Central limit theorem

Lyapunov's central limit theoremlimit theoremscentral limitA proof of the central limit theoremCentral Limit Theorem,central limit-likeCLTLindeberg central limit theoremLindeberg's Central Limit TheoremLindeberg–Feller theorem
In probability theory, the central limit theorem (CLT) establishes that, in some situations, when independent random variables are added, their properly normalized sum tends toward a normal distribution (informally a "bell curve") even if the original variables themselves are not normally distributed.wikipedia
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Normal distribution

normally distributedGaussian distributionnormal
In probability theory, the central limit theorem (CLT) establishes that, in some situations, when independent random variables are added, their properly normalized sum tends toward a normal distribution (informally a "bell curve") even if the original variables themselves are not normally distributed. The earliest version of this theorem, that the normal distribution may be used as an approximation to the binomial distribution, is now known as the de Moivre–Laplace theorem.
The normal distribution is useful because of the central limit theorem.

Probability theory

theory of probabilityprobabilityprobability theorist
In probability theory, the central limit theorem (CLT) establishes that, in some situations, when independent random variables are added, their properly normalized sum tends toward a normal distribution (informally a "bell curve") even if the original variables themselves are not normally distributed.
Two major results in probability theory describing such behaviour are the law of large numbers and the central limit theorem.

De Moivre–Laplace theorem

Theorem of de Moivre–Laplaceapproximately normalde Moivre-Laplace theorem
The earliest version of this theorem, that the normal distribution may be used as an approximation to the binomial distribution, is now known as the de Moivre–Laplace theorem.
In probability theory, the de Moivre–Laplace theorem, which is a special case of the central limit theorem, states that the normal distribution may be used as an approximation to the binomial distribution under certain conditions.

Stable distribution

stable distributionsGeneralized Central Limit TheoremLévy alpha-stable distribution
(and therefore having infinite variance) will tend to an alpha-stable distribution with stability parameter (or index of stability) of α as the number of variables grows.
By the classical central limit theorem the properly normed sum of a set of random variables, each with finite variance, will tend toward a normal distribution as the number of variables increases.

Multivariate normal distribution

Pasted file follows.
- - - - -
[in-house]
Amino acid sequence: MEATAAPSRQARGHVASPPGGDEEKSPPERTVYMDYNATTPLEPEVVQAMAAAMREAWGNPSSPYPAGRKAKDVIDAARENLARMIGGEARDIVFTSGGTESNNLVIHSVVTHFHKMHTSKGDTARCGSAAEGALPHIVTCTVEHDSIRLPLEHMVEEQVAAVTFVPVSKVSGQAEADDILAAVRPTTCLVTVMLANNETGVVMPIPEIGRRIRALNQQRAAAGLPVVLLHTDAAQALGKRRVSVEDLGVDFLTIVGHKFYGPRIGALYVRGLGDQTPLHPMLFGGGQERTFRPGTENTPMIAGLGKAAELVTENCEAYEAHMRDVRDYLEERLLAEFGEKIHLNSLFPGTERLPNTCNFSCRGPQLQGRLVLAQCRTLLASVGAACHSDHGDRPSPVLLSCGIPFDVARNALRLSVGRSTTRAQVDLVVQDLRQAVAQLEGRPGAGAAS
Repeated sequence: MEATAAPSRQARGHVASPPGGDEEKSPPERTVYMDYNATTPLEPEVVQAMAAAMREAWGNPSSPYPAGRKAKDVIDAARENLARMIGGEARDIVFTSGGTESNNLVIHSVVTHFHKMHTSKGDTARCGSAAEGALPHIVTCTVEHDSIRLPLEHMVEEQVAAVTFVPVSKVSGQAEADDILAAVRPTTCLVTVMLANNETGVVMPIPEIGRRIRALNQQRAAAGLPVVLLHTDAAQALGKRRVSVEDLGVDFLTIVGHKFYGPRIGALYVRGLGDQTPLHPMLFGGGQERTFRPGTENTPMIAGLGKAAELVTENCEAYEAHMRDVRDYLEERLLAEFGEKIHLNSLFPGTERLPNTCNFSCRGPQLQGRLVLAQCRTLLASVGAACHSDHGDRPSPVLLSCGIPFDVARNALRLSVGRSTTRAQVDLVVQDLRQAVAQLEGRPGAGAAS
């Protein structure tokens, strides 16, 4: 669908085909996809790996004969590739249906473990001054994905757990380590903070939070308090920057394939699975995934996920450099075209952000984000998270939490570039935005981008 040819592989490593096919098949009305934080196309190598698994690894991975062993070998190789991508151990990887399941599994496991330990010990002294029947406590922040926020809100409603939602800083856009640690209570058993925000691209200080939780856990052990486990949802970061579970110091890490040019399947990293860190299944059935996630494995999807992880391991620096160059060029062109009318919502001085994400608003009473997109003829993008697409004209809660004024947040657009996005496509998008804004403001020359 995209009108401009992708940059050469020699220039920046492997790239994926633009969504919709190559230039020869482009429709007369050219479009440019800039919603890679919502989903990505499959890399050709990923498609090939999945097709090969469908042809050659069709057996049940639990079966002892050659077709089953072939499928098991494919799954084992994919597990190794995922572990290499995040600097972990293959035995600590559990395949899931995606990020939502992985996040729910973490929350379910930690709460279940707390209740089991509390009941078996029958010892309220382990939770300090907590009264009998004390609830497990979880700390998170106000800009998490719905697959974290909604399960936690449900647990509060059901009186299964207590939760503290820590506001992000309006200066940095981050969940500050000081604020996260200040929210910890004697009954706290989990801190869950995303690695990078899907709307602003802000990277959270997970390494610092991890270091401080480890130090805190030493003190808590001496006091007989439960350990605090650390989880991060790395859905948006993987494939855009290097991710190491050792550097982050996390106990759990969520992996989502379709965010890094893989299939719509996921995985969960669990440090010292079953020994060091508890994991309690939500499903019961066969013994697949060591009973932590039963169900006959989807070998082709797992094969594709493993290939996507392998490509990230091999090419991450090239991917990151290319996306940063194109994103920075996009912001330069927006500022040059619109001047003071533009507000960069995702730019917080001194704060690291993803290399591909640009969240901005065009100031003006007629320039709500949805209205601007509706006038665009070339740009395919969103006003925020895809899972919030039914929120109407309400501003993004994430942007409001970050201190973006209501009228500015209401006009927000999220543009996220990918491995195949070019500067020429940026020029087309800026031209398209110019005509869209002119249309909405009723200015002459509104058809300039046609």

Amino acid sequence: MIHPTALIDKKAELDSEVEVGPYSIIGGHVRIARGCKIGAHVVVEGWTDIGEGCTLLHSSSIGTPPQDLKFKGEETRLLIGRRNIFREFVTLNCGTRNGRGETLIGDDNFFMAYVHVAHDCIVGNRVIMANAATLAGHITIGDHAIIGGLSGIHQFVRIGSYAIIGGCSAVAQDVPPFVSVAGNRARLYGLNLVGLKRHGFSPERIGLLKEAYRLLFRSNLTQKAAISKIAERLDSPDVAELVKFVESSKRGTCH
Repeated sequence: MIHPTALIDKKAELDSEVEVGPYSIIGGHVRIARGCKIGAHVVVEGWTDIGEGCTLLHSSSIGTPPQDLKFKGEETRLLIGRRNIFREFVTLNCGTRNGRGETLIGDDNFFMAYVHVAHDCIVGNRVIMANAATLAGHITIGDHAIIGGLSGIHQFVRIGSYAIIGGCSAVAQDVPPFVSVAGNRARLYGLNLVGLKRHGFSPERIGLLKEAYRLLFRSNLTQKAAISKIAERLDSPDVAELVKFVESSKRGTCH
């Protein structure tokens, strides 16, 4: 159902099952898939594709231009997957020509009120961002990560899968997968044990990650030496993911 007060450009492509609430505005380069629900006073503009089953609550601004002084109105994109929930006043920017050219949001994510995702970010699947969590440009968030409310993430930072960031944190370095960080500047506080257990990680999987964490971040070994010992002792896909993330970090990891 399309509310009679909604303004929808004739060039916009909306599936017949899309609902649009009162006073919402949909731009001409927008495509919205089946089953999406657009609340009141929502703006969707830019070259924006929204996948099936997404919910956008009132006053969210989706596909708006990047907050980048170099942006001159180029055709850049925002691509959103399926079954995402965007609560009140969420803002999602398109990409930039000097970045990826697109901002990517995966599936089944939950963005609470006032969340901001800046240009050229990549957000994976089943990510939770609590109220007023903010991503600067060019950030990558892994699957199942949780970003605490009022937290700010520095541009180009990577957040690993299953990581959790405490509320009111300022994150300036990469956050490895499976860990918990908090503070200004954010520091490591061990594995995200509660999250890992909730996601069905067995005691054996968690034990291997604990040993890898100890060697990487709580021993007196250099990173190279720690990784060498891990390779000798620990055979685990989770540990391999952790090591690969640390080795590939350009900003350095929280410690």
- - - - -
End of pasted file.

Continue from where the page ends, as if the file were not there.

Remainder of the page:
multivariate normalbivariate normal distributionjointly normally distributed
The multidimensional central limit theorem states that when scaled, sums converge to a multivariate normal distribution.
Its importance derives mainly from the multivariate central limit theorem.

Convergence of random variables

convergence in distributionconverges in distributionconvergence in probability
By the law of large numbers, the sample averages converge in probability and almost surely to the expected value µ as
Other forms of convergence are important in other useful theorems, including the central limit theorem.

Berry–Esseen theorem

Berry–Esséen theoremBerry-EsseenBerry-Esseen theorem
The rate of convergence is given by the following Berry–Esseen type result:
In probability theory, the central limit theorem states that, under certain circumstances, the probability distribution of the scaled mean of a random sample converges to a normal distribution as the sample size increases to infinity.

Jarl Waldemar Lindeberg

LindebergLindeberg, Jarl WaldemarJ. W. Lindeberg
In the same setting and with the same notation as above, the Lyapunov condition can be replaced with the following weaker one (from Lindeberg in 1920).
Jarl Waldemar Lindeberg (4 August 1876, Helsinki – 24 December 1932, Helsinki) was a Finnish mathematician known for work on the central limit theorem.

Variance

sample variancepopulation variancevariability
be a random sample of size n—that is, a sequence of independent and identically distributed (i.i.d.) random variables drawn from a distribution of expected value given by µ and finite variance given by
This formula for the variance of the mean is used in the definition of the standard error of the sample mean, which is used in the central limit theorem.

Independent and identically distributed random variables

independent and identically distributedi.i.d.iid
be a random sample of size n—that is, a sequence of independent and identically distributed (i.i.d.) random variables drawn from a distribution of expected value given by µ and finite variance given by In its common form, the random variables must be identically distributed. In contrast, the sum of a number of i.i.d. random variables with power law tail distributions decreasing as
The i.i.d. assumption is important in the classical form of the central limit theorem, which states that the probability distribution of the sum (or average) of i.i.d. variables with finite variance approaches a normal distribution.

Characteristic function (probability theory)

characteristic functioncharacteristic functionscharacteristic function:
The central limit theorem has a simple proof using characteristic functions.